Going into the thin air of Denver, playing a fourth game in five nights, against a team that doesn’t play again until this game, and against a team mad from the beating the Blazers placed on them, doesn’t bode well. Portland takes the loss.
Saturday, Nov. 15: versus the Brooklyn Nets, NBATV and CSNNW, 7:00 PM
The Skinny: I read a description of the Nets, written by CBSSports.com’s Matt Moore, that fits them to a T. Moore wrote about their win versus the Orlando Magic, “It was a very Nets win. They struggled with a younger, more athletic, worse team, but outsmarted and eventually got 'em with savvy and talent.”
Moore is spot on: the Nets are old, slow, tough, opportunistic, ground-bound (except for Mason Plumlee, Team USA Superstar #sarcasm) and intelligent. They beat you by inflicting little bug bites with Deron Williams and their Eastern European brigade, then they come in with the Joe Johnson hammer (averaging 21 PPG) to finish teams off.
The problem is, Brooklyn hasn’t played anybody of consequence yet. The best team they’ve beaten is the New York Knicks, a team still trying to figure out how to put their jerseys on, let alone run the triangle offense. They took advantage of a horribly depleted Oklahoma City squad, and they have bad losses at Boston and to Minnesota--two young, athletic teams.
Before this game, Brooklyn plays a Wednesday-Thursday back-to-back against the Phoenix Suns and Golden State Warriors. We’ll finally see what the 4-2 Nets are made of.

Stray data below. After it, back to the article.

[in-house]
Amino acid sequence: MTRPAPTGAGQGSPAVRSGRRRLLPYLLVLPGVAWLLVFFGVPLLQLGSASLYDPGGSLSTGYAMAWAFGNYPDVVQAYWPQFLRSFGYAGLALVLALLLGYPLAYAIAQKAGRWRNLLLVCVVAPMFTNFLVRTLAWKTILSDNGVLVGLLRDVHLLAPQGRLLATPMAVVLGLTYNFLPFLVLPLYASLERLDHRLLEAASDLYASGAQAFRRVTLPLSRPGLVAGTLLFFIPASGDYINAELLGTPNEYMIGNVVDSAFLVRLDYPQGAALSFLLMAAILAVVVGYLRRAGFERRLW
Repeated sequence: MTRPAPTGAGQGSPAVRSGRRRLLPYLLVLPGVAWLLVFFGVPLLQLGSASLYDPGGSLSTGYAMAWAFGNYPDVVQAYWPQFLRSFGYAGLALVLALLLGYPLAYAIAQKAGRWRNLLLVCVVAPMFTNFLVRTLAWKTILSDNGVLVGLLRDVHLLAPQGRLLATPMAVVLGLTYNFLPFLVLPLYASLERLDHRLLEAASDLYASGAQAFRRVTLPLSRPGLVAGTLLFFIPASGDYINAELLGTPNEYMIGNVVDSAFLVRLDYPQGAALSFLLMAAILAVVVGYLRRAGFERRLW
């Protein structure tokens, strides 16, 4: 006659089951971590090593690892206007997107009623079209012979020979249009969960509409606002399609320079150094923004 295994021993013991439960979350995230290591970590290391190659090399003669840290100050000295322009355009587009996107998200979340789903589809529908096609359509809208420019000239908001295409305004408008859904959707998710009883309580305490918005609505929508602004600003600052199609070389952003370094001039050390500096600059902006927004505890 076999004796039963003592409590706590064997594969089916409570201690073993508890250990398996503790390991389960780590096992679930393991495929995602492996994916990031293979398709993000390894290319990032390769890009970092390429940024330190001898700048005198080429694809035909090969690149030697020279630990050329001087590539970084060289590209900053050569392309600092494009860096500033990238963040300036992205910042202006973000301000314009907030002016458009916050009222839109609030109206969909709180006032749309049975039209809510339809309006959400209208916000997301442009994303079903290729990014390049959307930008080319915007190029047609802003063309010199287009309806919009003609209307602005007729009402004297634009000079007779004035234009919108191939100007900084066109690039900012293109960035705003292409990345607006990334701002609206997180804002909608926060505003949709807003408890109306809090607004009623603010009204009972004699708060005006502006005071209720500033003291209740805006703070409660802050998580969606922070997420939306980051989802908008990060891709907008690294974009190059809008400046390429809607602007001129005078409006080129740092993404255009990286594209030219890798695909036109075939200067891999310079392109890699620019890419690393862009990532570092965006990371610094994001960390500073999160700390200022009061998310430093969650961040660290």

Key Matchup: Wesley Matthews vs. Joe Johnson. Johnson is a veteran guard that uses his size and strength on the perimeter to bully opposing wings; his advantage over the Toronto Raptors’ skinny two-guard DeMar DeRozen in the teams’ playoff series last year swung that series in Brooklyn’s favor.
Funnily enough, that happens to be Matthews’ calling card as well. Though shorter and not as skilled with the ball as Johnson, Wes is a much better long-range shooter and defender, is younger, and will not be as easy to push around as DeRozen.
Matthews has had a hot start to the season, putting up nearly 18 points a game with 50% shooting from the field. Even after his 5-13 outburst from three last night against Denver, Wes is still shooting a below-average (for him) 37% from behind the arc; I shudder to think what might happen if he regains his 40% touch, while maintaining his overall shooting. He also is rebounding fairly well at four a game, and his usual brand of in-your-face defense is on full display every night.
With Batum likely not going to be 100% for awhile, it’ll be Matthews’ job to limit Johnson’s impact on this game, and let Aldridge and the centers take advantage of Brook Lopez’s lax defense and rebounding.
Prediction: Wednesday begins a brutal three game West Coast swing that will conclude in Portland for the Nets, and it’s very easy to see them dropping all three, and convincingly. If Boston and Minnesota gave Brooklyn problems, going west to face the Suns, Warriors, and the Trail Blazers won’t be pretty.
Portland takes advantage of a tired, old Nets team and rings up a W.
Last week, I picked the Cavs to beat the Blazers, but Portland instead upended the Cavs on NBATV’s Fan Night. Since the Blazers lost in Los Angeles like I predicted, our records for the season (my picks and the Blazers’ overall record) still remain identical.
Trail Blazers’ Season Record: 4-3
Jared’s Picks Record: 4-3